Criminal justice is the delivery of justice to those who having committed crimes. The criminal justice system is a series of government agencies and institutions whose goal is to identify and catch the law-breakers and to inflict a form of punishment on them. Other goals include the rehabilitation of offenders, preventing other crimes, and moral support for victims. The primary institutions of the criminal justice system are the police, prosecution and defense lawyers, the courts and prisons.
Criminology (from Latin crīmen, "accusation" originally derived from the Ancient Greek verb "krino" "κρίνω", and Ancient Greek -λογία, -logy|-logia, from "logos" meaning: “word,” “reason,” or “plan”) is the scientific study of the nature, extent, management, causes, control, consequences, and prevention of criminal behavior, both on the individual and social levels. Criminology is an interdisciplinary field in both the behavioral and social sciences, drawing especially upon the research of sociologists, psychologists, philosophers, psychiatrists, biologists, social anthropologists, as well as scholars of law.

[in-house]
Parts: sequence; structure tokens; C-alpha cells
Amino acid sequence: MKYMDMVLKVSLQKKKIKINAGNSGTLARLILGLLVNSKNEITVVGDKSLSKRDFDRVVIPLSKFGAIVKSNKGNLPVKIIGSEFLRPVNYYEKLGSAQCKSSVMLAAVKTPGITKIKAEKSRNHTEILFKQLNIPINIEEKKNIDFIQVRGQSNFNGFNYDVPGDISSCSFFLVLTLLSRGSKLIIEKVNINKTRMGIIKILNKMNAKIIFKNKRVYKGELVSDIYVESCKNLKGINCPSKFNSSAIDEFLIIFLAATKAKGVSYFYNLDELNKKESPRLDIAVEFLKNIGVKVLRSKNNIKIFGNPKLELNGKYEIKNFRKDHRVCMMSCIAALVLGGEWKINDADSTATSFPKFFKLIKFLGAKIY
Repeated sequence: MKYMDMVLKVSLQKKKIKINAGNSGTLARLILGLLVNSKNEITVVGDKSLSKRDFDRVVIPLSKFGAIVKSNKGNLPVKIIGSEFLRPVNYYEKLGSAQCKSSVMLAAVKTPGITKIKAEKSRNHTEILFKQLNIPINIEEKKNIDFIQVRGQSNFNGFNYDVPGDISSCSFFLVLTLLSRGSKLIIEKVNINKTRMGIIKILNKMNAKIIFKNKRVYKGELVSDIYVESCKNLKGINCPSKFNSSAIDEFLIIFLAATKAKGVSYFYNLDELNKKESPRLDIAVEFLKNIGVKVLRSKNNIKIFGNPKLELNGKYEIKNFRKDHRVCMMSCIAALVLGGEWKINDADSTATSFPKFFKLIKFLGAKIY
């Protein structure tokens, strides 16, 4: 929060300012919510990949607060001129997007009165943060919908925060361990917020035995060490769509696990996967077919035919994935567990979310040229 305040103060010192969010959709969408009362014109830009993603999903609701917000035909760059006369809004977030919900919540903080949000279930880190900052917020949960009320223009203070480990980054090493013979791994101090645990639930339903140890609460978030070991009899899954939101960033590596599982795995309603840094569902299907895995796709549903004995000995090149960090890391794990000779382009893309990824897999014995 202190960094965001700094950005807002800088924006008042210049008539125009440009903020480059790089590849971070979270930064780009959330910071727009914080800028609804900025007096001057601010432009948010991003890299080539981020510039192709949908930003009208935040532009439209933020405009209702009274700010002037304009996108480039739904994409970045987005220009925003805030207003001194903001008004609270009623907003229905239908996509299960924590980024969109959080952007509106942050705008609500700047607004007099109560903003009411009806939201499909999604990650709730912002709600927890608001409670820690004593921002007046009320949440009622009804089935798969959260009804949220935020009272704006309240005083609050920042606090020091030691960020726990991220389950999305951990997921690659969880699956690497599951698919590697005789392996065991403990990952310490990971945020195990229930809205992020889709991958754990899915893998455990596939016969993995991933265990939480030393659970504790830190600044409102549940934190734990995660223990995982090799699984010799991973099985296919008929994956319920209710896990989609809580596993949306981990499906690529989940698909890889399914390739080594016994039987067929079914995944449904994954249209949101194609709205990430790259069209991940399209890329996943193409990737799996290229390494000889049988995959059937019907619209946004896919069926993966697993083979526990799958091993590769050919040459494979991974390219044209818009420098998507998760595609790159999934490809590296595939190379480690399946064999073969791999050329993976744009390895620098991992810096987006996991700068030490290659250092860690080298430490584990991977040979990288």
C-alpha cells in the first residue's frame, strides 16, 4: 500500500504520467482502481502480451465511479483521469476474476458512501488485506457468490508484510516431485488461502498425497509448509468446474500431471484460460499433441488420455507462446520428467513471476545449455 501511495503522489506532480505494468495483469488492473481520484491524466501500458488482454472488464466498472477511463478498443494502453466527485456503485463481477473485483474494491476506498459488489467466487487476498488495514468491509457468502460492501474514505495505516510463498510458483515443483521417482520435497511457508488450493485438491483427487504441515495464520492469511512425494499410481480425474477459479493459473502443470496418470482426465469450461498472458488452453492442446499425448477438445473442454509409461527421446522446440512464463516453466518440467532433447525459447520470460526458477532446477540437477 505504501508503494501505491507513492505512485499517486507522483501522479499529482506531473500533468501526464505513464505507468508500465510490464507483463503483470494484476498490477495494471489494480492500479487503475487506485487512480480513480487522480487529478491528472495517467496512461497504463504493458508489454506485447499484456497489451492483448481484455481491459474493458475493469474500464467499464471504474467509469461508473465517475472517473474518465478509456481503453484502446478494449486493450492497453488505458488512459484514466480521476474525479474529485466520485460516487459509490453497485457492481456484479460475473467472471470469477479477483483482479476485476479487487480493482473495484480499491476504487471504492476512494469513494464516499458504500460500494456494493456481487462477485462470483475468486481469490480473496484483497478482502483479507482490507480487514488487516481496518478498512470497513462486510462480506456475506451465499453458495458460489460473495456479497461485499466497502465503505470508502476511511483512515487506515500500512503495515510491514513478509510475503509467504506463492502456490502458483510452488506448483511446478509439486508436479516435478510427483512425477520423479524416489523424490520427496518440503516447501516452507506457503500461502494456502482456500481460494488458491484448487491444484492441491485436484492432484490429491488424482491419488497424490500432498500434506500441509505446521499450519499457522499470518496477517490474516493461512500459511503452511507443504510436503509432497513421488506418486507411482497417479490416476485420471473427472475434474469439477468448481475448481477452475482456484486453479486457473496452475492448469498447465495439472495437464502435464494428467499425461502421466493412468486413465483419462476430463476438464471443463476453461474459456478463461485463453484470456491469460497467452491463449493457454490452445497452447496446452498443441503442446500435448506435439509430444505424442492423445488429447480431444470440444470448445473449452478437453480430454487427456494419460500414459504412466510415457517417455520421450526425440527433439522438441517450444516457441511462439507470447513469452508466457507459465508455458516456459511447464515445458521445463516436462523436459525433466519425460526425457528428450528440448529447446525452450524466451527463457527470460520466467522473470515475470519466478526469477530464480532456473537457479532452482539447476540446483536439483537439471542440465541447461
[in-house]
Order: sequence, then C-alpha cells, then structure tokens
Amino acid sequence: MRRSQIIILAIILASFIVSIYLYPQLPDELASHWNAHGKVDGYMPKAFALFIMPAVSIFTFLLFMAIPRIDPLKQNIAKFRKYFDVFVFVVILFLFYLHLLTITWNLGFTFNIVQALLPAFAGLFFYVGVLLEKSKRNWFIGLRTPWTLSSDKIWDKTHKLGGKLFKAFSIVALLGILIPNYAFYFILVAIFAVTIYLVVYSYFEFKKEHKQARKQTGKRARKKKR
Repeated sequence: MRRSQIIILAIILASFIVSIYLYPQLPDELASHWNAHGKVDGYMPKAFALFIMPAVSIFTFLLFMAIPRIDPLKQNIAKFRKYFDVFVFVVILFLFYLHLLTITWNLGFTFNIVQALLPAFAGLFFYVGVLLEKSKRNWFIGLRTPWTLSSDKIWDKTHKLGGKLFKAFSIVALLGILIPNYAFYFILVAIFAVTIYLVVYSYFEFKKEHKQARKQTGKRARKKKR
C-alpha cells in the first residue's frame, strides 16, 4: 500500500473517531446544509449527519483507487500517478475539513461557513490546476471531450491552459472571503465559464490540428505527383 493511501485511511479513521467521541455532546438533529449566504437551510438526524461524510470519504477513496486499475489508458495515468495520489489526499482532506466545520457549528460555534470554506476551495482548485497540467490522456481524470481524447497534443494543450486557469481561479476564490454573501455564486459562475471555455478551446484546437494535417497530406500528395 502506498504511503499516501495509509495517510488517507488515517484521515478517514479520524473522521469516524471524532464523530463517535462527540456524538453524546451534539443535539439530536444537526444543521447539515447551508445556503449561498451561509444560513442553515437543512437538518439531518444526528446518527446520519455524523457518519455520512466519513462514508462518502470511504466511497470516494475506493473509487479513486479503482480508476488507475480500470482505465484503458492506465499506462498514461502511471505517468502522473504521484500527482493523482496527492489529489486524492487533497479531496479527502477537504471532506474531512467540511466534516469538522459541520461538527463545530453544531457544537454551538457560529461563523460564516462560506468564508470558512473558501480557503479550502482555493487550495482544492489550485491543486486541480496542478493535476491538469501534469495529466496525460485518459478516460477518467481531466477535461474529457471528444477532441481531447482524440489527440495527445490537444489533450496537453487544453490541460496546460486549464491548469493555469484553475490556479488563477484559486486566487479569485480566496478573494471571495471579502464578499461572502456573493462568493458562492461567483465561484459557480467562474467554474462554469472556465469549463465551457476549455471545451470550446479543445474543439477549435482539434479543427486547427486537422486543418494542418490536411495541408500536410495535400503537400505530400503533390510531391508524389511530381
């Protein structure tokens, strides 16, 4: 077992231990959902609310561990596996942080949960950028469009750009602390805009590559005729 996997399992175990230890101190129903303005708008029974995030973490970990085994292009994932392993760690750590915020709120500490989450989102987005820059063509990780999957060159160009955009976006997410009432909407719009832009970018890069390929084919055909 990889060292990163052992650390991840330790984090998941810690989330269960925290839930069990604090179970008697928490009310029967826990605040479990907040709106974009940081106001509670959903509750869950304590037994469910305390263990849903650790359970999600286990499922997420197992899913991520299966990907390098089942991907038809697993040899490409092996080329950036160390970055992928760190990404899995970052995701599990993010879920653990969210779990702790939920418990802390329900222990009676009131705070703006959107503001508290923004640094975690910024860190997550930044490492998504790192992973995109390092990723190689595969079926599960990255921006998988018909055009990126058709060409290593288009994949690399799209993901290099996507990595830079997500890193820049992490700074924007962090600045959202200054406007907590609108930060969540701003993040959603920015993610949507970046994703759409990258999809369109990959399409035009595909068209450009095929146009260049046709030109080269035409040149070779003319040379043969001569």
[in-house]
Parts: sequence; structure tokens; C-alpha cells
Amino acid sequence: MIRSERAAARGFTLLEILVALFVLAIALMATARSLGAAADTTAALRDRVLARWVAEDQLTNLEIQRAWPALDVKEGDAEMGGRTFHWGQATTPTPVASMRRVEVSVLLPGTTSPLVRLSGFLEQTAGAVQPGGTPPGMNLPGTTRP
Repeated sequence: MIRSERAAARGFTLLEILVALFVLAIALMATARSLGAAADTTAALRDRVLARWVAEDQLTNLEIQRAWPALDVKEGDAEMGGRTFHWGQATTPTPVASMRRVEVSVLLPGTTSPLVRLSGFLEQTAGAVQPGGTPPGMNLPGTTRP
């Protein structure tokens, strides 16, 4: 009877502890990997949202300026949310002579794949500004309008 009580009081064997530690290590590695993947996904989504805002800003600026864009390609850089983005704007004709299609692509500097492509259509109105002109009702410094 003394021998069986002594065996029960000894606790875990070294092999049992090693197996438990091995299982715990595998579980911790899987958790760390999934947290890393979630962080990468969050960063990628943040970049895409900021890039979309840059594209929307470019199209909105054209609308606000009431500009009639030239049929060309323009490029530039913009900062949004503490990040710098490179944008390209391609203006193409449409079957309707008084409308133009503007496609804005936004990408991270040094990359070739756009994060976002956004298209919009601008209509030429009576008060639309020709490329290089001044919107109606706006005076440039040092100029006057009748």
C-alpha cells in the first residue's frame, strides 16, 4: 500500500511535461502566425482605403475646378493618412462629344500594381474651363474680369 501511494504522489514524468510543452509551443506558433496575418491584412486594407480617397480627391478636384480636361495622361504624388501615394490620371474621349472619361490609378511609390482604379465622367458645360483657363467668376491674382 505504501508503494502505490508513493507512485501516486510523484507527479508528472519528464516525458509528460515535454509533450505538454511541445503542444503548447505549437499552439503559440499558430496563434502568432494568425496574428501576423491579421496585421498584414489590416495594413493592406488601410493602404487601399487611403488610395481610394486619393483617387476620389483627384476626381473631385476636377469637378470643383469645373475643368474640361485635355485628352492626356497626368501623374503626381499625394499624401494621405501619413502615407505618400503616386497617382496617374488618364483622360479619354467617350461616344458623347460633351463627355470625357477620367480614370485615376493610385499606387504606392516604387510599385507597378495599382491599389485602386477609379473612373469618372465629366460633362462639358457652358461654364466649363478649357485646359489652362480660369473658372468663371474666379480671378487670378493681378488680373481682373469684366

Justice is the legal or philosophical theory by which fairness is administered. The concept of justice differs in every culture. An early theory of justice was set out by the Ancient Greek philosopher Plato in his work The Republic. Advocates of divine command theory say that justice issues from God. In the 17th century, theorists like John Locke advocated natural rights as a derivative of justice. Thinkers in the social contract tradition state that justice is derived from the mutual agreement of everyone concerned. In the 19th century, utilitarian thinkers including John Stuart Mill said that justice is what has the best consequences. Theories of distributive justice concern what is distributed, between whom they are to be distributed, and what is the proper distribution. Egalitarians state that justice can only exist within the coordinates of equality. John Rawls used a theory of social contract to show that justice, and especially distributive justice, is a form of fairness. Property rights theorists (like Robert Nozick) take a deontological view of distributive justice and state that property rights-based justice maximizes the overall wealth of an economic system. Theories of retributive justice are concerned with punishment for wrongdoing. Restorative justice (also sometimes called "reparative justice") is an approach to justice that focuses on restoring what is good, and necessarily focuses on the needs of victims and offenders.
Whenever a separation is made between liberty and justice, neither, in my opinion, is safe.
Edmund Burke, in a letter to M. de Menonville (October 1789); reported in The Works of the Right Honorable Edmund Burke (1899), vol. 3, p. 438–39.